The computational representational theory of the mind (CRUM) is a theory devised to model the complexities of the human mind in cognitive science. Human thought processes have been simplified by thinking about abstract thought processes in terms of concrete computational procedures (Thagard, 11). CRUM theory surmises that thinking is the result of the application of operations to mental representations (Thagard, 11). Recent literature suggests our emotions are intrinsically tied to cognitive processes (Dalgleish and Power, 1999). Emotions are influential factors that affect mental representations such as concepts, analogies and imagery in cognitive science.
The late Professor Bruce Archer deduced that modelling was a significant area of general education. Archer interpreted that modelling was directly linked to Design; recognising that Design represented a third area in curriculum. This ideology is represented in Figure 2 3 below, which demonstrates that not only is modelling ‘the language of designing’, but that it is also related to the areas of Humanities and Science since language and notation are equally forms of modelling. Similarly, his definition is that “A model is anything which represents anything else for informational, experimental, evaluative or communication purposes.” (Archer et al 1992, p.7) Additional to drawings, he recognised how designers use physical models to represent
Research methodology The research method of this paper is rich feature analysis which main idea is to look for ’particular features in a text or a set of texts that are associated with conventions of meaning and significance in context’. ( 2004:66). As there are numerous ways how to classify adjectives by adopting semantic, syntactic morphological, pragmatic and functional criteria, this research mainly uses Halliday’s theory on attitudinal and experiential epithets where evaluative adjectives are attitudinal but the descriptive – experiential. (1985:163-164) In this research, mainly qualitative research approach is used, because the main aim of this research is to determine the level of subjectivity/ objectivity as expressed by qualitative adjectives in documentary and comedy film reviews by determining whether evaluative or descriptive adjectives prevail in the established corpus. Jalal Monfared claims that Qualitative research is primarily exploratory research.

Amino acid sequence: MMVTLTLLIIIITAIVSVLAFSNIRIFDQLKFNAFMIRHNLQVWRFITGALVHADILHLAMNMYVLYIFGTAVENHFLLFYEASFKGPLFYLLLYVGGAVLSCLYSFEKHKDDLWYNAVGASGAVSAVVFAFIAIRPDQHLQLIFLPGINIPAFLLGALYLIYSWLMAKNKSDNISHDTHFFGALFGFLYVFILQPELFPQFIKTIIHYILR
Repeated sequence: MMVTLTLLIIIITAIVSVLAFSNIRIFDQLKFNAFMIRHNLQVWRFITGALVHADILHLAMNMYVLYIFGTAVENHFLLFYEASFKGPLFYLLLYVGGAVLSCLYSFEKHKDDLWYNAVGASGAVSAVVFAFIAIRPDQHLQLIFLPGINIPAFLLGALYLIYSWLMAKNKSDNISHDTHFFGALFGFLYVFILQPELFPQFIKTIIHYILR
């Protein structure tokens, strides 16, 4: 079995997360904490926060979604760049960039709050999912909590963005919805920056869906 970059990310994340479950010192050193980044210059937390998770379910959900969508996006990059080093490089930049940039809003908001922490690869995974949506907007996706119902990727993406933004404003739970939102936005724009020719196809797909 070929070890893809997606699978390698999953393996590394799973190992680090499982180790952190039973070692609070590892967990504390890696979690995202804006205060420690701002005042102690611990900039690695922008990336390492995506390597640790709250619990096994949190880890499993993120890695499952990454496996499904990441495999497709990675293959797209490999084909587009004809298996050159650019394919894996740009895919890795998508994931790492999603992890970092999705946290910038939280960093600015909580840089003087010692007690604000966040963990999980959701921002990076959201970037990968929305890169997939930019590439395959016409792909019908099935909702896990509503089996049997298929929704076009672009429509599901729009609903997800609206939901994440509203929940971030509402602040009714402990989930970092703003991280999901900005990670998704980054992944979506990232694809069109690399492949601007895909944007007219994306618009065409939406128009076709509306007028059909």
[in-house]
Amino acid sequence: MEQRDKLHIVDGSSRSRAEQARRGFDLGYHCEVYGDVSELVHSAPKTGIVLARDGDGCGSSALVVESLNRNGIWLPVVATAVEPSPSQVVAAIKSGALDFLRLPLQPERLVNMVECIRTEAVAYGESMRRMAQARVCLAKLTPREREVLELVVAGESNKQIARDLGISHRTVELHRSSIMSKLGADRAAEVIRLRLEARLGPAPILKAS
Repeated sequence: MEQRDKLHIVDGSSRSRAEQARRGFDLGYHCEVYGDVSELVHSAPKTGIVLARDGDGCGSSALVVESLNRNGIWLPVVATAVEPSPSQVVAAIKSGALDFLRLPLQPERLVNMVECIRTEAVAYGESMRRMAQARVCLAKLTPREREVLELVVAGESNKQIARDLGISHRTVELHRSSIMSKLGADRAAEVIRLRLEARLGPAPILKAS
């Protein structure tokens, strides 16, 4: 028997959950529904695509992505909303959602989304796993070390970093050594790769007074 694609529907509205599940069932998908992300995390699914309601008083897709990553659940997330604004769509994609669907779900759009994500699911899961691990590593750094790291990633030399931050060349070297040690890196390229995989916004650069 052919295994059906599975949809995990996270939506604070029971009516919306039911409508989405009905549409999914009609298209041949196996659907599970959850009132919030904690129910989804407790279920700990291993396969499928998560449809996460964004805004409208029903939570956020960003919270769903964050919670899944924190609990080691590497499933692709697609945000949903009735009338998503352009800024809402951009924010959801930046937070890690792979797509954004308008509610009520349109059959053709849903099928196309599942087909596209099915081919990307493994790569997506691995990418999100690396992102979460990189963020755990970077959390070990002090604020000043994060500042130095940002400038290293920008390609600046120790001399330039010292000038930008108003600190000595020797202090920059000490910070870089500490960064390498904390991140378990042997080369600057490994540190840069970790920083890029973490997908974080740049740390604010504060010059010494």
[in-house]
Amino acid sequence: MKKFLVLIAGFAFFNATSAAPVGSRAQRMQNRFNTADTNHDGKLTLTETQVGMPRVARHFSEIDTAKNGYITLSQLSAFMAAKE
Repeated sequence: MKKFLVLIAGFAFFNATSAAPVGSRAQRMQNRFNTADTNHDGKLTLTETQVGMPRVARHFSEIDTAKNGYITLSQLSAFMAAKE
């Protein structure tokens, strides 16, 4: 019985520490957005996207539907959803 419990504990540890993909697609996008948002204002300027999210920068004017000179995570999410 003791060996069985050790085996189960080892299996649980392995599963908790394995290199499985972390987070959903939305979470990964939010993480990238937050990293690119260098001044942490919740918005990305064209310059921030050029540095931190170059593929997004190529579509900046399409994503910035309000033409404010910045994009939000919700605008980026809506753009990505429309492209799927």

Because one wants to achieve “deeper processing” (Gilhooly et al, 2014) or semantic encoding while studying, a more interactive method of studying is required. Each study method has certain concepts and methods that should be practiced altogether for ultimate efficiency. Verbal study methods include writing out important information or describing diagrams in one’s own words. Visual study methods include creating one’s own diagrams such as a mind map or possibly using different coloured pens or highlighters to correspond to specific sections – anything visual or imagery based. Auditory study methods could include reading information out loud, recording it and playing it back.